Boredom’s use as a political weapon is underappreciated. It allows liberties to be filched by stealth, on the wild frontier beyond people’s attention span. Such is the case with Real Time Information (RTI), whose full ‘roll out’ starts with the new fiscal year on 6 April (it’s already being piloted). It’s been described as the biggest change to Pay As You Earn since 1944, when PAYE came in, but few people beyond payroll managers, employers and accountants have heard of it. Under RTI the tedium that shrouds any accountancy-related matter is compounded by the blandness of a clerical rejig. Instead of reporting payroll details to HMRC at the end of the tax year, as now, employers will be ‘invited’ (at two weeks’ notice) to join RTI, where the data are supplied to HMRC in ‘real time’.
Concurrently with RTI, the Department of Work and Pensions is unspooling Universal Credit, another salvo in the asymmetric war against feckless or fiddling welfare-scroungers. The idea is to ‘join up’ PAYE data with the benefit system to stop people in paid work drawing Jobseeker’s Allowance, estimated by the DWP to have cost £4.5 billion in 2011. It’s a juicy plum to claw back from claimants in the current short-rations drive (total benefits not taken up are much higher: on DWP estimates, between £7.5 and £12.3 billion of income-related benefits alone went unclaimed in 2009-10).
RTI amounts to a data bonanza for the state. Full reporting demands over a hundred data items. Since the payroll info has to be logged before or when employees are paid, HMRC will accede to comprehensive information about the entire (legal) working population on a constantly refreshed real-time basis. The All-Party Parliamentary Taxation Group enthuses that ‘RTI is groundbreaking internationally in terms of employer withholding reporting obligations’ – that is, in the amount of dope employers have to cough up – where apparently the UK will be rivalled only by Bulgaria. It gets better: employers have to give HMRC details of all workers’ names and addresses. Late submissions are liable to fines of £100 per error per fifty workers employed; penalties will also be levied on bosses giving inaccurate data on their employees.
the validating requirements for [full reporting] are very high and HMRC will reject an entire file if there is a single error, even if the file contains the information on a large number of employees.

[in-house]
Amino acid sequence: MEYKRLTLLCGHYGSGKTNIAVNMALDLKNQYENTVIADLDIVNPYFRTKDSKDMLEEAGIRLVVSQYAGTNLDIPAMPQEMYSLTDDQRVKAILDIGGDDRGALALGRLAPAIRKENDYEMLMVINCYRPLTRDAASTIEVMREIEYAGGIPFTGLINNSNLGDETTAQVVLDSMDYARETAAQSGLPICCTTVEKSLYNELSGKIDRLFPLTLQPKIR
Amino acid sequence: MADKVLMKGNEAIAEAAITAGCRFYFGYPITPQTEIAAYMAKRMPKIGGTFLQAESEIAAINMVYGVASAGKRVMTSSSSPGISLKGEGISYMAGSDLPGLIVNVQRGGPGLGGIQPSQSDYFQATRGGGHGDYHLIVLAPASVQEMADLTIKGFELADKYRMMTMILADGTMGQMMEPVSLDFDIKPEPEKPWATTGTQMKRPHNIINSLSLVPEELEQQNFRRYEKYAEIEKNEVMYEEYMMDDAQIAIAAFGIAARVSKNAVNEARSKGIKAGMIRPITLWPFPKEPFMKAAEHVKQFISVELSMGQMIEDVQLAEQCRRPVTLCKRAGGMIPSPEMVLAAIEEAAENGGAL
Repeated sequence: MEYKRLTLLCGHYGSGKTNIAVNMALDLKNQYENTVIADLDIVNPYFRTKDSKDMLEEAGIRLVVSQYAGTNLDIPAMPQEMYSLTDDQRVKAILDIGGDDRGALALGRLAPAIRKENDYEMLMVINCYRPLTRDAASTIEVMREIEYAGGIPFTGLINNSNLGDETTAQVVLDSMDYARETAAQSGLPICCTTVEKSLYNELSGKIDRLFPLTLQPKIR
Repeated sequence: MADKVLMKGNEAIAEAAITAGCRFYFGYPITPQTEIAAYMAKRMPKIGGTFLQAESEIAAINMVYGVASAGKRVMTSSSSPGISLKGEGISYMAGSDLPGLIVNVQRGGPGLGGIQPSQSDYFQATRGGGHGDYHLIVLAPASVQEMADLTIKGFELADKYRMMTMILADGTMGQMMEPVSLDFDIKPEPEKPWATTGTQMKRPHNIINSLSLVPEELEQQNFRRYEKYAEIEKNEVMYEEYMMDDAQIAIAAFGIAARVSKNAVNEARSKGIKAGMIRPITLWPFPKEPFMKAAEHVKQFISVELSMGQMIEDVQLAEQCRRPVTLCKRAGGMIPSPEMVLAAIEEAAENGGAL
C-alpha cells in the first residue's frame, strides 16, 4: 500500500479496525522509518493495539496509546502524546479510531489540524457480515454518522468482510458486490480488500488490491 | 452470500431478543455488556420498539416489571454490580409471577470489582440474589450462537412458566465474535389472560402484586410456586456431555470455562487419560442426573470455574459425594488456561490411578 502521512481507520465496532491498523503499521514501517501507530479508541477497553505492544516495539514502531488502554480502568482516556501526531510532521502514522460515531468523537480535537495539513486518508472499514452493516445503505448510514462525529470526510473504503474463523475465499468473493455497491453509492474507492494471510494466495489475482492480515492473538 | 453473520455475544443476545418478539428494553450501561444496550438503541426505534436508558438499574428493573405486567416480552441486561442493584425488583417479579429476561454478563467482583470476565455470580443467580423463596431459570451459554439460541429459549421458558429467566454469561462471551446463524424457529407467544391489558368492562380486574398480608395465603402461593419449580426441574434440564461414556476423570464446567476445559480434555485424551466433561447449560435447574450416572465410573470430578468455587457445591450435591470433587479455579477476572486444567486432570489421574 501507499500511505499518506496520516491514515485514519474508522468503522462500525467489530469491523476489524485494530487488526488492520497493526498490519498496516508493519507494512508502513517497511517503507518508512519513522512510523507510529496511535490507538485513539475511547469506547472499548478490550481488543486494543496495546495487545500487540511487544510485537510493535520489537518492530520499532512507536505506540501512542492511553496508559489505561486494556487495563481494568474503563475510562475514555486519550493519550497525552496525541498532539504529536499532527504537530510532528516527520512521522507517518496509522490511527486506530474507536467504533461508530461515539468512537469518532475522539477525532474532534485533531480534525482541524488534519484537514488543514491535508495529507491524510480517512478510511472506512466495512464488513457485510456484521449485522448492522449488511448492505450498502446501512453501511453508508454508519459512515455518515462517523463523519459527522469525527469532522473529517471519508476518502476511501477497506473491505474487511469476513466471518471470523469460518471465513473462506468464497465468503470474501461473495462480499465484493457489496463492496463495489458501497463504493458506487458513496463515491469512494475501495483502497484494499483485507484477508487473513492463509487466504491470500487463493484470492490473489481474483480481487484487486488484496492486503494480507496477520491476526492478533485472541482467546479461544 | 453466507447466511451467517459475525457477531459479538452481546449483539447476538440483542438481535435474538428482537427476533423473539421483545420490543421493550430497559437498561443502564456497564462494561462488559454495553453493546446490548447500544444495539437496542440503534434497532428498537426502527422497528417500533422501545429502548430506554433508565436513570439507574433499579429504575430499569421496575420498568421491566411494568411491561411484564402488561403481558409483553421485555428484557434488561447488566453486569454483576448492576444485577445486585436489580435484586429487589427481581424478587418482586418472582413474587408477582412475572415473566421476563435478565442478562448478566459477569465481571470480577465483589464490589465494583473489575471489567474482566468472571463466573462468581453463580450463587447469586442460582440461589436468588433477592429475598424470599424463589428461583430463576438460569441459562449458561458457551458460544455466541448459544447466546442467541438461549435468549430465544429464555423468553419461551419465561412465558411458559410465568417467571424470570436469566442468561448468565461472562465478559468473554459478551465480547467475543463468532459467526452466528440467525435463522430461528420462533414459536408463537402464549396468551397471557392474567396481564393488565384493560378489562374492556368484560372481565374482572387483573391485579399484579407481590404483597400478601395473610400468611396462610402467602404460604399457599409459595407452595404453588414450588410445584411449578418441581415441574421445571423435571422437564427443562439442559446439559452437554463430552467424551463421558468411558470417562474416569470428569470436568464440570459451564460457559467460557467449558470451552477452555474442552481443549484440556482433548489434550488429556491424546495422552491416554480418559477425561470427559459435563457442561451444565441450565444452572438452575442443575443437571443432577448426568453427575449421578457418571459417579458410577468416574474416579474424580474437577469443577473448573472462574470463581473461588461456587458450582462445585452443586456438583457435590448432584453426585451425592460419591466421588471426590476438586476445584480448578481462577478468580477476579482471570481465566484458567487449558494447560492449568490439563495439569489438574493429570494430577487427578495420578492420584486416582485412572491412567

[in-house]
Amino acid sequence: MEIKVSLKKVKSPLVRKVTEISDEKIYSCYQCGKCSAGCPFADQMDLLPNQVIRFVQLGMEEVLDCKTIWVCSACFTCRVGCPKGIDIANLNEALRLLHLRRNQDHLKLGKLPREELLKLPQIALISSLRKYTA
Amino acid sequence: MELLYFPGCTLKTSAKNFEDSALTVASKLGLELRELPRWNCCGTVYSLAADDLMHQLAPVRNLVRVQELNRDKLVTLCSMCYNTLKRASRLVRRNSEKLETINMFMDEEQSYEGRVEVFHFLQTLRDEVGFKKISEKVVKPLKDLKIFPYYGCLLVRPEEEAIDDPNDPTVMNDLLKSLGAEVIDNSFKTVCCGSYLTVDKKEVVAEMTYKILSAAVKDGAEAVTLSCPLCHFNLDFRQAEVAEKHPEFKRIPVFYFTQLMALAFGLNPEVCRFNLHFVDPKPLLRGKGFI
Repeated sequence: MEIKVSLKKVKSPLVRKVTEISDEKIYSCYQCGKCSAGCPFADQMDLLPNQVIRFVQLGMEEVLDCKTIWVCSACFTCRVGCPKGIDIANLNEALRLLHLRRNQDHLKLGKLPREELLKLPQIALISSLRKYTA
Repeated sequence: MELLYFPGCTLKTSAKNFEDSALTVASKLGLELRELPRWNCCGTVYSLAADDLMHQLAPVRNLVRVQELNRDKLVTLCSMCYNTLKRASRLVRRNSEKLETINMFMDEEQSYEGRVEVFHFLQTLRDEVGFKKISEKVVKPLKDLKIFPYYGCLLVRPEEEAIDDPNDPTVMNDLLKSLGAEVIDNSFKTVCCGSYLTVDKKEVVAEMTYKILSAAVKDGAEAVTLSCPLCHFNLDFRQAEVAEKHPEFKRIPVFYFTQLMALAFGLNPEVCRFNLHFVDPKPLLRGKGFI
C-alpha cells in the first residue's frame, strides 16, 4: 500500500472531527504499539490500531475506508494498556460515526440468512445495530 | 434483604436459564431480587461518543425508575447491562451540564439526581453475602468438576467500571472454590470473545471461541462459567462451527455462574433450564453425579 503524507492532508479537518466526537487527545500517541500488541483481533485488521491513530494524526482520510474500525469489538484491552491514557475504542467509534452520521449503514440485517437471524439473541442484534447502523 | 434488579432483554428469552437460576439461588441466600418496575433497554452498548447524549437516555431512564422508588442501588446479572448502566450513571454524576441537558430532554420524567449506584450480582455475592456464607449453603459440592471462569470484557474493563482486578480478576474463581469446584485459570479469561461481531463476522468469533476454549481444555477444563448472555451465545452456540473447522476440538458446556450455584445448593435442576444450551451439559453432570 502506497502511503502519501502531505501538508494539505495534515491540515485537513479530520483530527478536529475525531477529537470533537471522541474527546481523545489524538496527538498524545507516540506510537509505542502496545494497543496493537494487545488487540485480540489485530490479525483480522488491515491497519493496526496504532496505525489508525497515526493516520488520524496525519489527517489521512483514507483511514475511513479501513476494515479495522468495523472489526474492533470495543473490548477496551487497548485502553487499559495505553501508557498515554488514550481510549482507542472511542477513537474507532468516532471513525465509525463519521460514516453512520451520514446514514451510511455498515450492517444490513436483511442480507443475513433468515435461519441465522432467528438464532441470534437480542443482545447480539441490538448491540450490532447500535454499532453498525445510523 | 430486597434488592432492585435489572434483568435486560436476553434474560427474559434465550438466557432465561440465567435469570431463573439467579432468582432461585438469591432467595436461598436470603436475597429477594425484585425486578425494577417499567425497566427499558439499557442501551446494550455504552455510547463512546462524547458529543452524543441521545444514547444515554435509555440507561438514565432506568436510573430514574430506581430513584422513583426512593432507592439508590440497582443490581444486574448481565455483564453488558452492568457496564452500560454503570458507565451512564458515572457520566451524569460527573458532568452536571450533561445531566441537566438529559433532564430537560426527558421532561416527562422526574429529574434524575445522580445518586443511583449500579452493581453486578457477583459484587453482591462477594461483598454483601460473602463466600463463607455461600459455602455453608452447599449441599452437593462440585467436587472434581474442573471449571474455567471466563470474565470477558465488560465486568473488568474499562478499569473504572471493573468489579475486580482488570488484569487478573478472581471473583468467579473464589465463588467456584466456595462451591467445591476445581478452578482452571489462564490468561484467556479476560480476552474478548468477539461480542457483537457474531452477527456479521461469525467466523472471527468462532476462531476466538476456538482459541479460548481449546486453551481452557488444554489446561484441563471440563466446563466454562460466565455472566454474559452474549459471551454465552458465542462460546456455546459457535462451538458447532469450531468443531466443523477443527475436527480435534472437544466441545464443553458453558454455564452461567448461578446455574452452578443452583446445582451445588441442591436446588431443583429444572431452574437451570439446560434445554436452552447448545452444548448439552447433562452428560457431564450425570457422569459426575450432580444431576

Near the end of its report, the APPTG lets a big one drop. ‘In effect, employers have taken on an additional responsibility under RTI – to ensure their employees’ (including household) benefits are accurate.’ Thus the state scoops the double jackpot of keeping tabs on citizens’ working habits, whereabouts and benefits claims, while outsourcing the cost of doing so to employers. Despite the fines, the burden of installing the IT needed for RTI reporting, and the costs of entering the data, employers have raised little objection to the regime, maybe because RTI encourages them to keep tabs on staff and clamp down on inaccurate time-sheet records. Where employers have trouble getting the hang of the new system, the APPTG notes, ‘this may result in vulnerable individuals experiencing personal financial hardship with a reduction in their benefit calculation.’
What about data protection? In RTI’s consultation phase the government sounded out the Information Commissioner’s Office. It noted that HMRC had failed to implement a Privacy Impact Assessment despite the clear data security issues. I have found no indication that this proposal has been followed up. By contrast, the APPTG urges that UC be seen ‘as the beginning, not the end for sharing real time PAYE data… across government’.
State data creep continues. The home office DNA database – inherited from the police, but which includes many people never charged with a criminal offence – has doubled since 2005 to six million profiles. Now the coalition is reportedly looking at mandatory biometric ID for Romanian and Bulgarian immigrants: maybe this administrative rigour is meant to make the Bulgarians feel at home. No doubt a number of them will find work in the UK’s black economy, as bosses duck RTI to pay off-book workers less than the minimum wage and dodge national insurance.